David Hill, director of Hill Research Consultants, a Texas-based firm that has polled for GOP candidates and causes since 1988, has a column posted on The Hill entitled "Overblown GOP apocalypse" in which he asserts the GOP isn't so bad off as the conservative bloggers and pundits would have you believe. Cases in point, he writes, are Florida and California.

"Consider Florida, where the newly elected Republican governor is already so popular that Floridians may forget about Jeb Bush. And the state legislature is dominated by the GOP. ... At the other end of the country, in California, you see a Republican Party that's bouncing back under the leadership of a suddenly stronger and more popular governor."

I've lived and worked in California (formerly as the communications director for the California Republican Party), and I can tell you things in the Golden State aren't all that rosy for the GOP. Consider that they lost Richard Pombo's congressional seat in a district where Republicans hold a registration advantage of 43%-37%. (In every other district, both congressional and legislative, in the state where Republicans hold at least 40% registration, they control the seat.)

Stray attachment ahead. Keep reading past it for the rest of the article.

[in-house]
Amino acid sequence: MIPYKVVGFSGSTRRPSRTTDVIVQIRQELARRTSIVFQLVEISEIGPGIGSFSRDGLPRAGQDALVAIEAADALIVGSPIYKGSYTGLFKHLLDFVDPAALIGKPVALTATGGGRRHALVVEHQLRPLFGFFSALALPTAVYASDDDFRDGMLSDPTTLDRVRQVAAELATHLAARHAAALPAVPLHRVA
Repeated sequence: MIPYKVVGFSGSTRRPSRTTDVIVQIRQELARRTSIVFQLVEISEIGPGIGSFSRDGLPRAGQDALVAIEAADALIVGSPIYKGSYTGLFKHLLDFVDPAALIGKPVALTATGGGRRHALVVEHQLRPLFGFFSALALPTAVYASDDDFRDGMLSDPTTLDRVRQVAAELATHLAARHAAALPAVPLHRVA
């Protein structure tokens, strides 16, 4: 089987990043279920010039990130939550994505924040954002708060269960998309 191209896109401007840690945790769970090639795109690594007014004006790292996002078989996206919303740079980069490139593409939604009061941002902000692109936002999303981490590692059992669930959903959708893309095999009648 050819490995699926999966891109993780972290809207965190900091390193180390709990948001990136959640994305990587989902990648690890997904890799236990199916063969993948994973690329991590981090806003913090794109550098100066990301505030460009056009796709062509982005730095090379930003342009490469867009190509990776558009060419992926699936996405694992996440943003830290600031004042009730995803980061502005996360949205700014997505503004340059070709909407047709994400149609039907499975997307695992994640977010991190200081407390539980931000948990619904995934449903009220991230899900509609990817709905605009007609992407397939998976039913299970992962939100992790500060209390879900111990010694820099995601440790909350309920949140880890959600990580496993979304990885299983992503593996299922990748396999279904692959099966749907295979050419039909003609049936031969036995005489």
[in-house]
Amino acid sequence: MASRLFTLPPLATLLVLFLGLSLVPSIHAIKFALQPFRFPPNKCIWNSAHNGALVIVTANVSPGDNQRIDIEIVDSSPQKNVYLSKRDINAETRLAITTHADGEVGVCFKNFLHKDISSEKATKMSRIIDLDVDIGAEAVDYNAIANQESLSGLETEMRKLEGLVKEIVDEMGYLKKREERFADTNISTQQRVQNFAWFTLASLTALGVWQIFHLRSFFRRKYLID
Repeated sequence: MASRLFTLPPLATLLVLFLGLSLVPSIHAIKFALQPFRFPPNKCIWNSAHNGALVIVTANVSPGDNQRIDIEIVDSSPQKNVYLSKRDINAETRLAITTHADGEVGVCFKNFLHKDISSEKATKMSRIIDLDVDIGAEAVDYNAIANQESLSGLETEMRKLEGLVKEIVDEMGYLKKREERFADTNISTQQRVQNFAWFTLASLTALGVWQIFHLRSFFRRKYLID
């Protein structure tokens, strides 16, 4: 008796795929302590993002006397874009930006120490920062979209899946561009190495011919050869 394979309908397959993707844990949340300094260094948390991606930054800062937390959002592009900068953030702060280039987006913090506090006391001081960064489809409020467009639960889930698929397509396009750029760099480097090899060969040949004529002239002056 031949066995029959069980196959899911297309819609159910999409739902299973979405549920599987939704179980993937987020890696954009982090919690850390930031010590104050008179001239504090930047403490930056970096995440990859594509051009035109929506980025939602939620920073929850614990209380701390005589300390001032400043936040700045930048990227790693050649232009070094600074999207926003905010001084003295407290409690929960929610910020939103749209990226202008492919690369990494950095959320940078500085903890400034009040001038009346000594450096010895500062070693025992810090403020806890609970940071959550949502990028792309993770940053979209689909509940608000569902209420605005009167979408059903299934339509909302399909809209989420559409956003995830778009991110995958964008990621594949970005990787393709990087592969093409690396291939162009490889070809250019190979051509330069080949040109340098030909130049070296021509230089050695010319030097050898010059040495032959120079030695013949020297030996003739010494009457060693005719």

And Republican Congressman John Doolittle nearly lost his congressional seat last November, despite a registration advantage in that district of nearly 18 points.

The state party is $4.2 million in debt, and a fundraiser scheduled two weeks ago to be headlined by Gov. Schwarzenegger was canceled due to lack of interest.

The California state party is certainly better off today than five or six years ago, but it was on the comeback prior to Schwarzenegger. He put Republicans back on the map, but even his cult of personality hasn't been able to elect one single new Republican in the state. Not one. Not even the liberal Republican he appointed as secretary of state could get reelected last November.

All this is to say, don't look to California for signs of hope for Republicans nationally. It ain't there.The thundering horsemen draw nigh.